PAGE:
APPEAL from the Circuit Court of Cook County; the Hon. MEL
JIGANTI, Judge, presiding.
MR. PRESIDING JUSTICE MCGLOON DELIVERED THE OPINION OF THE COURT:
Appellant, Raymond A. Fencl, appeals from an order of the circuit court of Cook County which denied his attorney's motion to enter an appearance on behalf of defendant Addison Brookwood Country Club, Inc., and from a default judgment entered against the corporation in favor of plaintiffs.
We begin by noting that appellant's counsel reportedly died some time before oral arguments were scheduled for this case, and appellant has not notified this court of his decision to pursue his appeal.
The pleadings contained in the record reveal the following pertinent facts. On March 11, 1972, plaintiffs loaned a sum of money to the defendant corporation. The note was signed by two brothers, Richard and Raymond, individually and as president and secretary, respectively, of the defendant corporation. The corporation defaulted on the note and plaintiffs brought this action against the corporation and Raymond Fencl on the note. Richard Fencl died before the institution of the lawsuit, but the executor of his estate was added as a party defendant upon motion of Raymond Fencl.
The corporation was served with summons, but did not file an appearance. The executor of the estate refused to file an appearance on behalf of the corporation. Raymond Fencl's attorney presented to the trial court a motion for leave to file an appearance on behalf of the corporation. The motion alleged that although Richard Fencl was the sole stockholder of record, he was holding the stock as trustee for himself, his brother and sisters, pursuant to a trust indenture. The trial court denied the motion, granted plaintiffs' motion for a default judgment against the corporation, and dismissed the executor of the estate as a defendant. Defendant Raymond Fencl appeals from certain parts of the trial court's order pursuant to the finding made under the provisions of Supreme Court Rule 304(a).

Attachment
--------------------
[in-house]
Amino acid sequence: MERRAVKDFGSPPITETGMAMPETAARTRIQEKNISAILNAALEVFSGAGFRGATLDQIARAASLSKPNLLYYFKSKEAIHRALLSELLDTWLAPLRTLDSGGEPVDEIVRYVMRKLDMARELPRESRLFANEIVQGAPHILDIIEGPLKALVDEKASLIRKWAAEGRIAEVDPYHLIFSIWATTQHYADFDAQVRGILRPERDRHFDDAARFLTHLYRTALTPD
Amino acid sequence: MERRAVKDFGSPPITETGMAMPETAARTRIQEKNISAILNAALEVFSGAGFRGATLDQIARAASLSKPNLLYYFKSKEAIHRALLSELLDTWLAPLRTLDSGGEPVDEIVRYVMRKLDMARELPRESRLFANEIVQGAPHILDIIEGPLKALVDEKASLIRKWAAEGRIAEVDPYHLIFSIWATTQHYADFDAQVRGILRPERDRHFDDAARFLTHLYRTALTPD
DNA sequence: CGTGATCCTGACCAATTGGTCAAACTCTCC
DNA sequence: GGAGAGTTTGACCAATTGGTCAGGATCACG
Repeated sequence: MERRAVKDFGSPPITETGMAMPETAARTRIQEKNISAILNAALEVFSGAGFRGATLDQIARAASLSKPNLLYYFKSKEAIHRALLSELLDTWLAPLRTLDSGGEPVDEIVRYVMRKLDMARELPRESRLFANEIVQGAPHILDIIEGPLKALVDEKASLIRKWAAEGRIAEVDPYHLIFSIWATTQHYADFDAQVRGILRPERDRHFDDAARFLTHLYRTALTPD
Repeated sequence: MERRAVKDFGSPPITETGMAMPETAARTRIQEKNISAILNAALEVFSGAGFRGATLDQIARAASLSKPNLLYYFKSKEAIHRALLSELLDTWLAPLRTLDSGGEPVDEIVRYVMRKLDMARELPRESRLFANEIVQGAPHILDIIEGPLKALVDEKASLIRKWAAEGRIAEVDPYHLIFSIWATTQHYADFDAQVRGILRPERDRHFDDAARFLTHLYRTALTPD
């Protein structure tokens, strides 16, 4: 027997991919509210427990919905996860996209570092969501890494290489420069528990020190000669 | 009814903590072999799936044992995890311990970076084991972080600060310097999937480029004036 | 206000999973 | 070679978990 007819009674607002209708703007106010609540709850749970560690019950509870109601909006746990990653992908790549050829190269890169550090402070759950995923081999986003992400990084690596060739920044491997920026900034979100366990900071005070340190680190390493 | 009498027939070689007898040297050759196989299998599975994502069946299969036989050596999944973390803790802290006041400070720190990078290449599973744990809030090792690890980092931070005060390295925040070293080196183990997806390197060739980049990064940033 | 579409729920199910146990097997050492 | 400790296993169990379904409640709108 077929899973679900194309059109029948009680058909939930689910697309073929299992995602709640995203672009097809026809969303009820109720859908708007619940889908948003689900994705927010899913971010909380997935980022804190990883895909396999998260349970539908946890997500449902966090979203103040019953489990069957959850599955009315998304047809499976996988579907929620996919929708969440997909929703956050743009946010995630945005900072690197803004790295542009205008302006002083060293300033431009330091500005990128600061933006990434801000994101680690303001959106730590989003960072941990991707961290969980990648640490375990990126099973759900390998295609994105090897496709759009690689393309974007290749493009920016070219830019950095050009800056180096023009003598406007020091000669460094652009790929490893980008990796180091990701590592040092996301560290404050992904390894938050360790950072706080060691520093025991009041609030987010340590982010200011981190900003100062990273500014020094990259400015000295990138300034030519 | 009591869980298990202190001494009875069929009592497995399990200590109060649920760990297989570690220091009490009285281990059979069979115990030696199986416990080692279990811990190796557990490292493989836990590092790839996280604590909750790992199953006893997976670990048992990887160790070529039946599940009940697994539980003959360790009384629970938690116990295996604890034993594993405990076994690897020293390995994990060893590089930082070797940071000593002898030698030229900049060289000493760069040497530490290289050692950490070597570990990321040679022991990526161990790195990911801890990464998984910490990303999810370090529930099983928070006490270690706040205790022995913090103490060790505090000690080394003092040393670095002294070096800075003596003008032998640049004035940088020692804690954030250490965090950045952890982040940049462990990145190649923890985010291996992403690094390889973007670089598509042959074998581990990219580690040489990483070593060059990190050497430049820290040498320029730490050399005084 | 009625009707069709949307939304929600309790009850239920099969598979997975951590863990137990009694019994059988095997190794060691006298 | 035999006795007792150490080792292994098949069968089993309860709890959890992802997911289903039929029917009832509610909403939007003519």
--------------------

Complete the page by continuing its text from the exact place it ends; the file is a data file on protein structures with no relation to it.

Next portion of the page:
1 The legal issue on appeal is whether a person who claims to hold a beneficial interest in corporate shares is entitled to represent the corporation in a lawsuit. Appellant cites Congregation Dorshe Tov Anshe Poland v. Congregation Bnai David Ohave Zedek (1921), 300 Ill. 115, as authority for its position, but that case holds only that legal stockholders of record are entitled to defend legal proceedings on behalf of the corporation "if the directors or trustees of the corporation are willfully or fraudulently neglectful in looking after its interests." 300 Ill. 115, 118.) Only the legal stockholder in the instant case, the executor of the estate of Richard Fencl, could have represented the corporation under the facts before us, but the executor refused to defend the corporation. The remedy sought by motion to represent the corporation is not authorized. The trial court properly denied the motion in question.
2 Since appellant does not represent the corporation, he cannot be heard to appeal from the default judgment entered against the corporation and in favor of plaintiffs.
Accordingly, the order of the circuit court of Cook County is affirmed.
McNAMARA and MEJDA, JJ., concur.